The Hope Street area was known locally as ‘Roughtown’, allegedly due to the reputation of its less than desirable inhabitants. Hope Street was originally built to house mill workers but as it was a main route to Glossop Low Quarries, up on the moor top, many of the inhabitants were quarrymen.

Officially rough!

The name Roughtown was also used officially in census returns, parish records and in trade directories too!

One of the buildings in Hope Street was a pub called the Greyhound, built about 1829. It was known locally as ‘The Small Dog’ and the local Trail Hound supporters met here when it was a popular local sport.


Stone has been quarried from Glossop Low Quarry since the 1760s when a sudden expansion in building following the end of the Napoleonic Wars saw Low Quarry become increasingly important. So much so that in 1798 the Howard family spent £28 on the road to Glossop Low so the stone from the quarry, ideal for paving slabs and roofing slates, could be transported more conveniently. The arrival of the railways saw the decline of the slate quarries in the area as Welsh slate could be bought and transported more cheaply. A few of the buildings in the village, including the former Wesleyan Chapel, sport a Welsh tile roof.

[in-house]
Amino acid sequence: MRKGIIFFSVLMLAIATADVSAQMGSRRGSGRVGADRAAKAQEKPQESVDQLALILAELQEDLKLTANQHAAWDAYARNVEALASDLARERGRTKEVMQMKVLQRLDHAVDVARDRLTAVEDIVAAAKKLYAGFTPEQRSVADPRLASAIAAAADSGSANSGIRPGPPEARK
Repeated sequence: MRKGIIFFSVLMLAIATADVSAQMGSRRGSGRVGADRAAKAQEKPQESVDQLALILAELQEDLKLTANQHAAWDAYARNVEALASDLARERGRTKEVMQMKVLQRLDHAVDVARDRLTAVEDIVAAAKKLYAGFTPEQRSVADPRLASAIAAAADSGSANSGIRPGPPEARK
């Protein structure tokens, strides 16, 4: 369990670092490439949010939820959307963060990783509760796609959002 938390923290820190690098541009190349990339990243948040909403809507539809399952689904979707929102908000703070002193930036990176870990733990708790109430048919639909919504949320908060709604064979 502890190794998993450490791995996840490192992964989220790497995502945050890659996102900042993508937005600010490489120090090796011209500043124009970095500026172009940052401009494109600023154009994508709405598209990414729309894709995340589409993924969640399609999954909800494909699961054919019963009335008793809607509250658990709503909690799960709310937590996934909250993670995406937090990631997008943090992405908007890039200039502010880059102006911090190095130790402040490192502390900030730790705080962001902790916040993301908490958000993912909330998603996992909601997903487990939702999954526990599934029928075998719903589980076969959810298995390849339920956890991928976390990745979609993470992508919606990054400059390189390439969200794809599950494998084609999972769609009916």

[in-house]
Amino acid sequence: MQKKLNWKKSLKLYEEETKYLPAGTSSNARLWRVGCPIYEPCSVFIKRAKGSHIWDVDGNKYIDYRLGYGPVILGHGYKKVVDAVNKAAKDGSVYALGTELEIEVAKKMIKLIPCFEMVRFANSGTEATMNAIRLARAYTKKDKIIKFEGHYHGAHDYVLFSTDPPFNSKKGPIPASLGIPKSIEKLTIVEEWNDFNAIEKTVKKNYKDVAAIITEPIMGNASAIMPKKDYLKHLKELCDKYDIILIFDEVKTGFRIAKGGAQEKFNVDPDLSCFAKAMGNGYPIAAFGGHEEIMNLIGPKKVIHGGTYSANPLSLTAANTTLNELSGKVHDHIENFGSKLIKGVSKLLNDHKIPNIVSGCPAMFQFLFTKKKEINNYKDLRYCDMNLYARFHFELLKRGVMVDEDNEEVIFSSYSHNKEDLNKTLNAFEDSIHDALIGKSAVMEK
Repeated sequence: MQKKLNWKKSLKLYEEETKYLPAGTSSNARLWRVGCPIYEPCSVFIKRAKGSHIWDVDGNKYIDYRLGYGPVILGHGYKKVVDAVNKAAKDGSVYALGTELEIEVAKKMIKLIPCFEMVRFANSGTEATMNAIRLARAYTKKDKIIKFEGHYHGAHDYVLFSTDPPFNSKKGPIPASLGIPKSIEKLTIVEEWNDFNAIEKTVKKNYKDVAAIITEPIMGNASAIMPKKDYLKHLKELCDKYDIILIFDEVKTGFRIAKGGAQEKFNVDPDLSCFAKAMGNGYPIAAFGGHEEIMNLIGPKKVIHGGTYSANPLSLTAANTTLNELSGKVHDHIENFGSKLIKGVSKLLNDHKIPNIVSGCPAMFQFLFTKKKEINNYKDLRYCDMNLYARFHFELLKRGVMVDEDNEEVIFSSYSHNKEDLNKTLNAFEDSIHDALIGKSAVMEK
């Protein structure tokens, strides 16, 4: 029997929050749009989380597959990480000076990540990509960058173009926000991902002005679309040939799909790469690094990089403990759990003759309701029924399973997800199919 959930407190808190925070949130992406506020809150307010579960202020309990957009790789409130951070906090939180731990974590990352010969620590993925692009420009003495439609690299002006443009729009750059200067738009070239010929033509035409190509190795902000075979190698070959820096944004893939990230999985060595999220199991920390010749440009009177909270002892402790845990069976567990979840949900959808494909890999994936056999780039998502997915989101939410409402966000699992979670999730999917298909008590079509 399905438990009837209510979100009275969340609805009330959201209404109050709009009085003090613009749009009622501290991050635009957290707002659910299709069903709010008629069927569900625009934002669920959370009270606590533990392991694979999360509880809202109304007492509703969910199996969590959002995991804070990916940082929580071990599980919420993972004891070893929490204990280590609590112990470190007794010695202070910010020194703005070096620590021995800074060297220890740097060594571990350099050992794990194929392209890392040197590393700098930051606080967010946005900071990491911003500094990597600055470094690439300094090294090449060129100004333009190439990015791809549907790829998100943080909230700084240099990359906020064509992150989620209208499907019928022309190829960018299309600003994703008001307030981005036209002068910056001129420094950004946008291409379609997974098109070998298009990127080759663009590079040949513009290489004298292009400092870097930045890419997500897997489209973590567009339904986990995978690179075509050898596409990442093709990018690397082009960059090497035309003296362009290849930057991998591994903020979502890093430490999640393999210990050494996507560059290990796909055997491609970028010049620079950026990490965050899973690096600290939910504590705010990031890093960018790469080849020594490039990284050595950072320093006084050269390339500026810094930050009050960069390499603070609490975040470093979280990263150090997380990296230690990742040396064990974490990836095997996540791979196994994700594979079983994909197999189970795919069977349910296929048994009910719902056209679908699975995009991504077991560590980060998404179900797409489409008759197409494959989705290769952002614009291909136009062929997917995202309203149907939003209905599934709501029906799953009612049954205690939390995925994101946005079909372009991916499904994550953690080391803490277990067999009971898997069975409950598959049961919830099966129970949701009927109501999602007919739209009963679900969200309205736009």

The landlady and her clientele pose for a photo outside The Greyhound

The landlady and her clientele pose for a photo outside The Greyhound (or ‘small dog’) on Hope Street, Roughtown

The Greyhound is now a private residence but it still retains the distinctive doorway. Look out for it when you are next on Hope Street (Roughtown) in Old Glossop